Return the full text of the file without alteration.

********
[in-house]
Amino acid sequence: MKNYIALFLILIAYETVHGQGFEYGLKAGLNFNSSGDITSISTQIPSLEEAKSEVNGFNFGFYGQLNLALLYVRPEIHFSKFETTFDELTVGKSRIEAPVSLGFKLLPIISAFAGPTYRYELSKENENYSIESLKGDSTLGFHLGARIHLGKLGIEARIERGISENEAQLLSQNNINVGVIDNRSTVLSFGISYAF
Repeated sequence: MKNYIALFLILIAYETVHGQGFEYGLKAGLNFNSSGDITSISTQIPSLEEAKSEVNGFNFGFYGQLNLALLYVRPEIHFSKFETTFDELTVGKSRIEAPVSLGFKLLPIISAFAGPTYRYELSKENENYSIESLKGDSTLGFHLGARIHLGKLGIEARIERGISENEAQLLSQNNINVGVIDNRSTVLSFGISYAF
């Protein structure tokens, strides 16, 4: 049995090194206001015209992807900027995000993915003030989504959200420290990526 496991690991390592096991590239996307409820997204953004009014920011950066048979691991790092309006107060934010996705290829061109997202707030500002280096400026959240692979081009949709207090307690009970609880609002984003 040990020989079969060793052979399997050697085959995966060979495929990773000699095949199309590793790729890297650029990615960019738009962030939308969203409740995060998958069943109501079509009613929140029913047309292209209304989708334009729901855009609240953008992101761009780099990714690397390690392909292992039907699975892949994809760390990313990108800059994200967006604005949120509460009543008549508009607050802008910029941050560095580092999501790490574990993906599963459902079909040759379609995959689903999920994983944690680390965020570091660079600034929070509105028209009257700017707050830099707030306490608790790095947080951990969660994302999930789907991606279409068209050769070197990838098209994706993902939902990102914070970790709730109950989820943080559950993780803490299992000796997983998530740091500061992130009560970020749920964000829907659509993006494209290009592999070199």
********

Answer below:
[in-house]
Amino acid sequence: MKNYIALFLILIAYETVHGQGFEYGLKAGLNFNSSGDITSISTQIPSLEEAKSEVNGFNFGFYGQLNLALLYVRPEIHFSKFETTFDELTVGKSRIEAPVSLGFKLLPIISAFAGPTYRYELSKENENYSIESLKGDSTLGFHLGARIHLGKLGIEARIERGISENEAQLLSQNNINVGVIDNRSTVLSFGISYAF
Repeated sequence: MKNYIALFLILIAYETVHGQGFEYGLKAGLNFNSSGDITSISTQIPSLEEAKSEVNGFNFGFYGQLNLALLYVRPEIHFSKFETTFDELTVGKSRIEAPVSLGFKLLPIISAFAGPTYRYELSKENENYSIESLKGDSTLGFHLGARIHLGKLGIEARIERGISENEAQLLSQNNINVGVIDNRSTVLSFGISYAF
């Protein structure tokens, strides 16, 4: 049995090194206001015209992807900027995000993915003030989504959200420290990526 496991690991390592096991590239996307409820997204953004009014920011950066048979691991790092309006107060934010996705290829061109997202707030500002280096400026959240692979081009949709207090307690009970609880609002984003 040990020989079969060793052979399997050697085959995966060979495929990773000699095949199309590793790729890297650029990615960019738009962030939308969203409740995060998958069943109501079509009613929140029913047309292209209304989708334009729901855009609240953008992101761009780099990714690397390690392909292992039907699975892949994809760390990313990108800059994200967006604005949120509460009543008549508009607050802008910029941050560095580092999501790490574990993906599963459902079909040759379609995959689903999920994983944690680390965020570091660079600034929070509105028209009257700017707050830099707030306490608790790095947080951990969660994302999930789907991606279409068209050769070197990838098209994706993902939902990102914070970790709730109950989820943080559950993780803490299992000796997983998530740091500061992130009560970020749920964000829907659509993006494209290009592999070199």